First, study the average temperature range in your area. Find the products that are effective in those temperatures.

Next, consider your priorities. If fast and effective in colder temps are your priorities then consider calcium chloride. The most budget-friendly, convenient choice is rock salt. Anyone primarily concerned about protecting vegetation or looking for a more natural option should consider urea.

Remember, all deicers pose some risk to vegetation. The single best way to protect lawns and plants from damage is proper application.

Rock Salt +20 degrees F Relatively low impact with proper application. Avoid direct exposure or overuse. Best balance of cost, ease of use, and low environmental impact.
Calcium Chloride -25 degrees F Do not apply directly to vegetation. Minimize exposure. Fastest acting and most effective overall
Magnesium Chloride 0 degrees F Minimize exposure and do not apply directly to vegetation. Not budget-friendly, difficult to find in stores
Potassium Chloride +25 degrees F Minimize exposure and do not apply directly to vegetation. Not budget friendly and slower acting
Urea +25 degrees F Least toxic to vegetation but overuse may pose danger to aquatic life in nearby water Least environmental impact but not the most budget friendly



The effectiveness of any deicing product is determined, at least in part, by proper application. Here are some best practices for using and storing your ice melt

#1: Get Ready and Pre-Treat

Know in advance how much product it will take to clear your driveway, walkway, and other areas. Keep extra on hand during the winter months, just in case.

Pre-treating your walkways and driveways prevents ice from forming. Re-apply the deicer during and after the storm to maximize effectiveness.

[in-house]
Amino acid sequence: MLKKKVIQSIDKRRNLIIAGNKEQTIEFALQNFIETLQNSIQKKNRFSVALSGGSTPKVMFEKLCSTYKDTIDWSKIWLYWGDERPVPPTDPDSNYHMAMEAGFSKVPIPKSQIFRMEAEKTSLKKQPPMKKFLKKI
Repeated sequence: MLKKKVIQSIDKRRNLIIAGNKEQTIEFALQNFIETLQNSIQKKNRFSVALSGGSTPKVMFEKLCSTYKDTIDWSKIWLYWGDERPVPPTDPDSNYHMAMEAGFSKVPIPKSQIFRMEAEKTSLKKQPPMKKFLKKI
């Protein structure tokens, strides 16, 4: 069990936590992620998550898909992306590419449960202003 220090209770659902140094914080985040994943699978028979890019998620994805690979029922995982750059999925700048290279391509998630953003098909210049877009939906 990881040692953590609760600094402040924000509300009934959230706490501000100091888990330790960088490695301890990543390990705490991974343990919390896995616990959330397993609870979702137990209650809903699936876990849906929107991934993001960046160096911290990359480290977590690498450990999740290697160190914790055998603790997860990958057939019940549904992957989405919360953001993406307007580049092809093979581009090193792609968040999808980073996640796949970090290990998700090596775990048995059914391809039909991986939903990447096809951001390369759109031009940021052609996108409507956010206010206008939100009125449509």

#2: Follow The Instructions

Purchase a quality product and use it according to manufacture recommendations. Not only will this increase the effectiveness, you will also significantly reduce the risk of damaging your lawn and plants.

Generally you will need 2-4 ounces of deicer per square yard. Trying to cut costs by watering down deicer or buying cheaper products will usually cost more in the long-run and won’t be as effective.

Conversely, more is not always better. Too much deicer accelerates the freezing and thawing cycle, potentially damaging improperly cured concrete. This also poses a risk to lawns and plants.

#3 Salt Less, Shovel More

Deicer is meant to get the thawing process started and prevent ice from forming. You will still need to clear the snow or ice the old-fashioned way—with a shovel, snow blower, or plow.

#4: Safety First

Deicer works by drawing moisture from its surroundings… including your skin! Use caution when spreading deicer of any kind. Cover your hands and eyes and read all instructions carefully.

#5: Store It Properly

Keep your deicer in an airtight container away from moisture and sunlight. Ultraviolet light and any moisture will damage ice melt and reduce its effectiveness.